Liz Truss today dismissed the EU’s threat to sue Britain over scrapping Northern Ireland Brexit rules.
The Foreign Secretary said there was ‘no reason’ for the ‘negative’ reaction from Brussels to the UK plans for overhauling the protocol.
In a round of interviews this morning, she insisted negotiations with the bloc had reached a ‘dead end’ as it was not willing to agree fundamental changes.
The UK is moving to end to the EU court’s role in resolving disputes over Northern Ireland, as well as targeting 4,000 new Brussels rules that have been imposed since January last year without consent.
But commission vice-president Maros Sefcovic said last night that Brussels is urgently considering legal action, which could come as soon as next week.
He even warned that the entire Brexit deal could be put at risk – raising the prospect of a damaging trade dispute involving tariffs and major border controls.
Foreign Secretary Liz Truss (right) said there was ‘no reason’ for the ‘negative’ reaction from Maros Sefcovic (left) to the UK plans for overhauling the protocol
Loyalist protests in Belfast against the checks on goods crossing the irish Sea
The Bill, presented to Parliament tonight, aims to sweep away key parts of the Northern Ireland Protocol, including a check-free ‘green channel’ for goods from mainland Britain and stripping control from the EU court
How the Northern Ireland row threats to undo Brexit deal
The row over the Northern Ireland Protocol began almost as soon as the Brexit agreement with the EU came into force.
The two sides had to find a way of avoiding a hard border while maintaining the integrity of the UK, and avoid undermining the integrity of the EU customs union and single market.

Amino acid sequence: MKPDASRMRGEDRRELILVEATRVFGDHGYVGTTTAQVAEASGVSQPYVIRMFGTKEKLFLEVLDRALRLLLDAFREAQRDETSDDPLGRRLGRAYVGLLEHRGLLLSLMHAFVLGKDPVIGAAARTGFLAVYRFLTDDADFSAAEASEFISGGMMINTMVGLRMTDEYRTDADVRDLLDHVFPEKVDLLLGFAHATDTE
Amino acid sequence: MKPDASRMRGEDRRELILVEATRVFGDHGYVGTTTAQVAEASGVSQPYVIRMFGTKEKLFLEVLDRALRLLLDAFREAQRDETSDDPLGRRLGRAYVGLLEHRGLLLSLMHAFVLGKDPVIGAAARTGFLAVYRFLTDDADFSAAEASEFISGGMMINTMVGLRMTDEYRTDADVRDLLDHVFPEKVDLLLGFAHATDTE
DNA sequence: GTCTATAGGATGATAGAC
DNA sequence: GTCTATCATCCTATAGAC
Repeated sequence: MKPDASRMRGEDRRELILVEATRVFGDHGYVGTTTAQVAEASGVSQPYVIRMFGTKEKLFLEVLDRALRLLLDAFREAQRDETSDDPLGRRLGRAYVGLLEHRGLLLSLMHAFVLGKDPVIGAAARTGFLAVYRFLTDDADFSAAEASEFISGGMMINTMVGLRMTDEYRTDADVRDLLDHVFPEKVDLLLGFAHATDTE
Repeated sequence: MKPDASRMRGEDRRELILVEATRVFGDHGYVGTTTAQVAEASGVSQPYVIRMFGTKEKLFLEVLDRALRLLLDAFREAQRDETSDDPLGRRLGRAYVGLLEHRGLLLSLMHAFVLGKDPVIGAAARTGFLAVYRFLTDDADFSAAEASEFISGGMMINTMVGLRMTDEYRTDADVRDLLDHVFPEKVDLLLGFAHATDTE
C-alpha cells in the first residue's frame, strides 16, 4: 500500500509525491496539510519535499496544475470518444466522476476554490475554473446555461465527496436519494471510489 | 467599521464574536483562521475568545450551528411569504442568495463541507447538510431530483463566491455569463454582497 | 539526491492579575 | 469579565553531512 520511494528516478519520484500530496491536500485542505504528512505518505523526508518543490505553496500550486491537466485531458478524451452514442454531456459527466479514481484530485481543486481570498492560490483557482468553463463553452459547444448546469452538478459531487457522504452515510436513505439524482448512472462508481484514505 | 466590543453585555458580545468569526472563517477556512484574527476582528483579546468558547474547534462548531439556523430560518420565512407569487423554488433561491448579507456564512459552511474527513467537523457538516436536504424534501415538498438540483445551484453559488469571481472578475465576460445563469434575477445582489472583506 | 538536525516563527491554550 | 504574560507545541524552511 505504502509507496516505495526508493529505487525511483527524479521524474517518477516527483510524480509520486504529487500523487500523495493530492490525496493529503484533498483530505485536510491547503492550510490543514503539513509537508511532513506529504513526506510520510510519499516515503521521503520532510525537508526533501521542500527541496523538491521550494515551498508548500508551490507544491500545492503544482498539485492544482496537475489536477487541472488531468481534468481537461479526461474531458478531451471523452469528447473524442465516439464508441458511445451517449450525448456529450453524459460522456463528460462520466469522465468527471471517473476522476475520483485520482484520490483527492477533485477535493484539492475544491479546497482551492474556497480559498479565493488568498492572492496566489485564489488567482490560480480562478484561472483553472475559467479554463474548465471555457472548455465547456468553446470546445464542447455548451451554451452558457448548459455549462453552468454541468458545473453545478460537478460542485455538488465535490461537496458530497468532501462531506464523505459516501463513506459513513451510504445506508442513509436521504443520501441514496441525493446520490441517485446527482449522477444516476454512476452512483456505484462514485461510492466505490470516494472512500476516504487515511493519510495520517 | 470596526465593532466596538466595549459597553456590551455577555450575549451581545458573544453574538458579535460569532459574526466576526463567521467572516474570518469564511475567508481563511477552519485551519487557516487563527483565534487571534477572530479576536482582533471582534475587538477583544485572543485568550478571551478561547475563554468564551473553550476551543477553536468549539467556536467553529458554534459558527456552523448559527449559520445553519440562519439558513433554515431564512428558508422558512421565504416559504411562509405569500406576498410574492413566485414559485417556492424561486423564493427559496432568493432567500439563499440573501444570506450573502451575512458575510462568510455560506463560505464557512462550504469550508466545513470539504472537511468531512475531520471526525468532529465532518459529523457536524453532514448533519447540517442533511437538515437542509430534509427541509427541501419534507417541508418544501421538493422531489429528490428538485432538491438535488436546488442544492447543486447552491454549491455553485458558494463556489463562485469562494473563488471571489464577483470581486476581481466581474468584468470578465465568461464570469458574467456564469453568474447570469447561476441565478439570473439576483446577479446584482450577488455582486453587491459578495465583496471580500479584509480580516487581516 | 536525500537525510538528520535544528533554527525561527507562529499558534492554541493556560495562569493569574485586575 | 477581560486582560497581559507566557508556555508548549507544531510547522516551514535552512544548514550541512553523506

The Protocol effectively avoids a hard border between by keeping Ulster inside the EU’s single market.
However, Brussels has been adamant that means checks on goods crossing the Irish Sea from Britain.
Unionists are implacably opposed to the idea, arguing it ‘others’ an integral part of the UK.
The UK began talks seeking to alter the terms of the agreement, despite it having been signed off by the PM just months earlier.
The toughest part of the Protocol have never come into force, due to a series of delays brought in by both camps.
In March last year the UK unilaterally extended the agri-food exemptions, something that triggered the EU to start breach proceedings.
However, despite experts suggesting there is a landing zone available, political tensions have made a deal impossible.
The UK has threatened to trigger Article 16 of the Treaty, which is available to suspend the provisions if they are causing major social upheaval.
However, a command paper previously suggested using legislation instead as a more permanent solution.
The UK insists that the problem lies with the negotiating mandate given to vice-president Maros Sefcovic, which does not allow enough scope to find a settlement.
The Bill is now finally being published, spelling out the arrangements that the UK believes are feasible.
But it will take time to pass the law, and it is not likely to come into force immediately even when on the statute books.
As a result the government has more time – and it hopes more leverage – to hammer out an agreement.
The legislation could make it trickier though as the British demands are now spelled out in black and white, meaning potentially less scope for compromise.
The Biden administration has also taken a dim view, urging continued talks to solve the problem.
One carrot in the process is the chance to restore powersharing in Northern Ireland.
DUP first minister Paul Givan resigned in February in an effort to force movement.
That left the Executive unable to function, due to the way it was set up to share power under the Good Friday Agreement. While ministers remained in post, they were restricted in the actions they could take.
Since 1998, when the governance system was developed as part of Northern Ireland’s historic peace accord, the first minister has always been a Unionist.
That all changed last month, when Sinn Fein became the largest party at Stormont for the first time ever.